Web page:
When I began my first town in Foundation, I knew I was going to love the city-building game right away. Not because of the soft visuals, chill string music, or gentle pacing, but because of something much more mundane. Reader, I fell in love with the paths.
Yes, those little dirt footpaths that my tiny band of villagers march up and down collecting berries and wood were what immediately drew me to Foundation, and they’re a big reason why I suspect I’ll be sticking around.
When you fire up a new city in SimCity or Cities: Skylines, you’re given an empty, flat patch of land to work with. Everything that happens there does so according to your design, and the community you build begins with its roads. Roads connect people who live in residential areas to their jobs in industrial areas, and to the stores where they buy goods in commercial zones. You design every inch of the road system, which ultimately generates unrealistic cities that have no real core or personality.
Foundation illustrates why that is. You don’t build roads at all in Foundation, because the paths that connect your city are built by your villagers based on what they need to do. If you place a woodcutter’s shack near a copse of trees and assign a villager to work there, that villager will then trudge through the waist-high grass to get to work in as short a trip as they can make. Each time they walk that same line, the groove they’ve made in the grass gets deeper and wider, gradually forming a well-beaten trail.
Watching this happen for the first time is magical. Gradually, as I place more buildings in Foundation’s grid-free world, more paths develop, forming a growing web of trails that clearly indicate where the heart of my village lies: at its centre.
In real life, these kinds of trails are called ‘desire paths’. In old cities, they formed the basis for the first official streets and highways, but you’ll run into them in modern cities too when sidewalks and footpaths don’t take the optimal route. People will ‘cut’ across parks or grassy embankments when it makes less sense to follow the paved surface, and these same beaten paths will form (often leading to erosion problems that cities must then address).
Foundation knows how to mesh citizens' meaningful choices with the player's control over major decisions
The great thing about desire paths in Foundation is that they don’t just react to the decisions you make. They also inform future decisions about how your town develops. Desire paths have a social gravity to them, and future development has to take their trails into account in order to avoid disrupting village life. Villagers also decide when and where to build housing, and they’ll consider the nearest paths to their workplaces when they do so.
What’s so interesting about this is how it produces such a different kind of city layout than you wind up with in games like Cities: Skylines, SimCity, or my messy favourite, Workers & Resources: Soviet Republic. I’ve written before about how these games give you complete control over things that civic leaders don’t generally have a say in, mainly due to the fact that actual democracy usually makes for terrible gameplay. But Foundation has successfully figured out how to mesh citizens’ ability to make meaningful choices with the player’s control over major decisions, and the result is towns that feel much more organic and real than the tidy grid squares you find in most city builders.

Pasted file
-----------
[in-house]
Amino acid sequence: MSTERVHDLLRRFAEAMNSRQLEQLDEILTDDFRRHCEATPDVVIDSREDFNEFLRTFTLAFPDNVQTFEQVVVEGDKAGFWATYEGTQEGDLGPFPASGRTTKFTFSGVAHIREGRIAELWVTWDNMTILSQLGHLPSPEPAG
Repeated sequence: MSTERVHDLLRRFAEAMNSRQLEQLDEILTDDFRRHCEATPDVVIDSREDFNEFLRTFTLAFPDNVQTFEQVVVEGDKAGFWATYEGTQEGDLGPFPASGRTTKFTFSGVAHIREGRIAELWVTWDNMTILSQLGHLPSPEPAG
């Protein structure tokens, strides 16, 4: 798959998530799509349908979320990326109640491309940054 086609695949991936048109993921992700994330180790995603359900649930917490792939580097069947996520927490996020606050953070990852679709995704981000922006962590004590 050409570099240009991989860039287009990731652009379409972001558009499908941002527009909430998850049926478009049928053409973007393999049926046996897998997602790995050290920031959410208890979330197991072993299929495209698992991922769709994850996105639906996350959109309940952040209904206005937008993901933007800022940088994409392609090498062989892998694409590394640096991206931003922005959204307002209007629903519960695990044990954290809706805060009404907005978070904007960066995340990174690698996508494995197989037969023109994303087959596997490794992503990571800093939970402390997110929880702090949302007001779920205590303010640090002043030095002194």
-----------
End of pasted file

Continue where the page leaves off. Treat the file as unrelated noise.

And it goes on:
Beyond that, however, is the fact that this is a more dynamic relationship between the governor and the governed. Paths form between two sites you designate, and then your subsequent moves are guided or even determined by those paths. It’s a two-way communication, rather than being completely top-down, and that dynamism makes for a more interesting game. It emphasises the notion that you’re looking after a community of people rather than merely optimising a system, which is a feeling I think is missing from other city management games.
Another thing worth pointing out is that this isn’t a case of the player’s will versus the AI. Villagers rarely do anything frustrating (other than leave town if you’re doing a bad job). Instead of a battle of wills, Foundation lets you watch as your goals and your townsfolk’s goals work in tandem with each other, both reacting to and impressing on the other.
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There are other joys to be found as well. The modular building system allows you to design your own major structures, like keeps, manor houses, and churches. Forests you’ve cut down can be replanted with specific tree species, and you can make little training dummies for your soldiers to practice with in hand-to-hand combat. Foundation is a lovely little game, and the sense of relationship established by those initial footpaths makes a great first impression.
Foundation has just entered Early Access on Steam, and there’s plenty more to look forward to on its development roadmap. Polymorph Games says it plans on adding mechanics for building decay, families and aging, diseases, and new biomes. The user interface is still a bit bare-bones, and the developer says it’ll be working on that as well in the weeks and months to come.
Perhaps the most exciting upcoming feature, however, is vehicles. One day, your villagers will be able to own and ride horses, and I’m excited about the impact they’ll have on my towns’ networks of paths and roads, which I’ll eventually be able to pave in cobblestone. Ooh.